It’s a prominent quibble, both because it’s a notable thing to do and because it’s the kind of premise Legends would typically knock out of the park—but all in all, it’s still a minor one, because the episode is about much, much more than Supernatural. Like Supernatural (or so I’m told), this is an episode centered on powerful, sometimes messy familial connections, primarily those between siblings. There’s Charlie and her terrifying sisters, and an encounter with one prompts her to realize (with help from Sara) that the Legends are her family. There’s Zari 2.0 and Behrad, the latter helping the former to seek the advice of her ancestors—though she winds up talking to Zari 1.0 over a nice doughnut, a scene so well-handled by the writers, editor, director, and actor that it was downright Orphan Black-ian in its ability to make one forget that both characters are played by one actor just talking to a stand-in. And there’s Mick and Ava, the latter convincing the former to reconstruct a childhood for his daughter in which he played an active role. (Dominic Purcell smiling at a baby is a marvelous thing to see.)


All of those things are great. The performances are great, the storytelling is great, the set-up for Sara Lance to have some kind of wild thing happening to her because she survived a god-stare is great, and that last fight scene (“Fate’s a bitch, innit?”) is among the show’s best. The fact that Zari 2.0 is now in a similar state to where Zari 1.0 was when she first boarded the Waverider is an absolutely fascinating jumping-off point for this back half of the season. Behrad’s death is shocking and tragic (even if it’s likely to be temporary), and the scenes that follow are beautifully handled. All of that outweighs the mildly disappointing Supernatural stuff by many, many tons.

And even if it didn’t, Legends Of Tomorrow is back. Grab your flask and celebrate.


Stray observations

  • I hope you loved it, SPNFamily. If they’d shown up on the set of The West Wing I’d have lost my mind, even if it didn’t make a ton of sense.
  • A brief note on episode numbering: Technically, the finale of Crisis On Infinite Earths was listed as the eighth episode of Legends’ fifth season. That is bonkers for our purposes, so it’s listed here as episode 0. That hasn’t mattered until now, so just a heads up that our 8 is the show’s 9, if you see it listed anywhere else.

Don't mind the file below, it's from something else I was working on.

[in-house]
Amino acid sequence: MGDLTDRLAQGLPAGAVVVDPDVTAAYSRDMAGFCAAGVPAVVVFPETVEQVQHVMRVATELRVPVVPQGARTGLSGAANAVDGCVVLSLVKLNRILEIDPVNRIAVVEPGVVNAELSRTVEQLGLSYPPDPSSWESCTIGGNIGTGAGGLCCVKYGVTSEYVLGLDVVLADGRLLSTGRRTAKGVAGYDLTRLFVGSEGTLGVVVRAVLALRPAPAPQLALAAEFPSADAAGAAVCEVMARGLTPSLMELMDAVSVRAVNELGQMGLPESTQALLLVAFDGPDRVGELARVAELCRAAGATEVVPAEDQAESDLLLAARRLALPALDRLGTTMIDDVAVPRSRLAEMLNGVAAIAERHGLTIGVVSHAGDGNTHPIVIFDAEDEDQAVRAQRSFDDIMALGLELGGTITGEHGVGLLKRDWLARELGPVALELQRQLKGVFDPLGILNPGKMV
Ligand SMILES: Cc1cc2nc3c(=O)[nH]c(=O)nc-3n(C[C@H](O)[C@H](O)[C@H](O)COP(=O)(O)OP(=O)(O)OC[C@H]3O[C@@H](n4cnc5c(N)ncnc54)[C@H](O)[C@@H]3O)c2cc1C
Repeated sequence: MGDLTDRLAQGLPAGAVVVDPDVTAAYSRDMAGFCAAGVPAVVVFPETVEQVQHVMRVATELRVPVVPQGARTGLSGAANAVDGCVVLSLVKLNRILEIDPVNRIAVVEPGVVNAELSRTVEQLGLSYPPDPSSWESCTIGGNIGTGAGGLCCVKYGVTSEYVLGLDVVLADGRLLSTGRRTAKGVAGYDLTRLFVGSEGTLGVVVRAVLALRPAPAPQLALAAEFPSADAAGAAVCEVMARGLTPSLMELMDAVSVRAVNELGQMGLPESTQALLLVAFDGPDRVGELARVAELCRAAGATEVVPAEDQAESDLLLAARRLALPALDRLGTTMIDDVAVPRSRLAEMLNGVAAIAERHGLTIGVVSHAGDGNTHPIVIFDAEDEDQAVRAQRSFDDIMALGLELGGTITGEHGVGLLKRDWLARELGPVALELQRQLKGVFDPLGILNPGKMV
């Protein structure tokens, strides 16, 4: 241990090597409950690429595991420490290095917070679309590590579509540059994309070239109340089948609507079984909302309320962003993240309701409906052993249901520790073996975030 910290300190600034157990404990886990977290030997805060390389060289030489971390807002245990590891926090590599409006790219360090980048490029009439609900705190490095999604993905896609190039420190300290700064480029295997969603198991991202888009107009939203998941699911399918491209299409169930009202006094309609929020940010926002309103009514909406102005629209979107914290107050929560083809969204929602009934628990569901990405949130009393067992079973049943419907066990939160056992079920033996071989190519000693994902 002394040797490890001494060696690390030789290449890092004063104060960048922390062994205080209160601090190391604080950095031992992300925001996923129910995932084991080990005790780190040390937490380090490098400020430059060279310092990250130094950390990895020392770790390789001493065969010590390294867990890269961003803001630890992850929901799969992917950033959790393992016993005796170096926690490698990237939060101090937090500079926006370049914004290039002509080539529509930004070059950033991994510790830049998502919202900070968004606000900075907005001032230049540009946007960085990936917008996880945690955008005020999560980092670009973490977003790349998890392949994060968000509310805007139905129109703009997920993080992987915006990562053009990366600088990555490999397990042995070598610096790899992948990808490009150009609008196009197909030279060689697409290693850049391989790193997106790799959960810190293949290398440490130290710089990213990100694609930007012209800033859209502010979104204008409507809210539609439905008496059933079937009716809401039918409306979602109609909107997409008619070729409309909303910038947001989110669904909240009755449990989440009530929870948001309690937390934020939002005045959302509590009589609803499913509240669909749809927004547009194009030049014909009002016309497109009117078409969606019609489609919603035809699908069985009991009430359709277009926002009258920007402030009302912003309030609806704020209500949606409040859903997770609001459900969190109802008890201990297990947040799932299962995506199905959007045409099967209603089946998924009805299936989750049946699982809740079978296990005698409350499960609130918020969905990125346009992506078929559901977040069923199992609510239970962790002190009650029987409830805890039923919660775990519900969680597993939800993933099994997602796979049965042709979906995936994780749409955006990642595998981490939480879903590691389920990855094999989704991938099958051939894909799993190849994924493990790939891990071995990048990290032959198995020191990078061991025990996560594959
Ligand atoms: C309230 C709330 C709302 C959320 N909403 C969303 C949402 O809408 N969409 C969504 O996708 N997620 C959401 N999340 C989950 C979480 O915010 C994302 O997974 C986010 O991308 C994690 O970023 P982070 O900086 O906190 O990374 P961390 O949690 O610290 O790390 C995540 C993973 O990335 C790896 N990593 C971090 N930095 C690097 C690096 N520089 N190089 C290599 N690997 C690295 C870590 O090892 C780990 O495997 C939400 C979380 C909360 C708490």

• Would love to know how many people said “And Sara Lance is my Hall Pass” after Sara said hers is Dean.
  • Episode MVP: Oh god, tough to pick. Dominic Purcell was so fun, but it was also a great showcase for Maisie Richardson-Sellers. But Tala Ashe, to use a technical term, fuuuuuuuuucking killed it.
  • Moments of sob: I mean, the ending.
  • Why the fuck not?: It might not have totally worked but “the Legends wander onto the set of Supernatural” is peak WTFN.
  • Line-reading of the week: “That’s the fun of drugs. You can’t un-take them.”
  • Gideon, what’s the most meta moment?: Again, the Legends wander onto the set of Supernatural.
  • Season five episode title ranking: 8. Miss Me, Kiss Me, Love Me 7. Meet The Legends. 6. A Head Of Her Time. 5. Zari, Not Zari 4. Mr. Parker’s Cul-De-Sac. 3 and 2 (tie). Slay Anything and Mortal Khanbat. 1. Romeo V. Juliet: Dawn Of Justness.
  • This week’s Legends in Crazy Ex-Girlfriend song form. Honestly, quite a few good choices this week, but since Heather meets Heather in this one...

Contributor, The A.V. Club and The Takeout. Allison loves TV, bourbon, and overanalyzing social interactions. Please buy her book, How TV Can Make You Smarter (Chronicle, 2020). It’s short!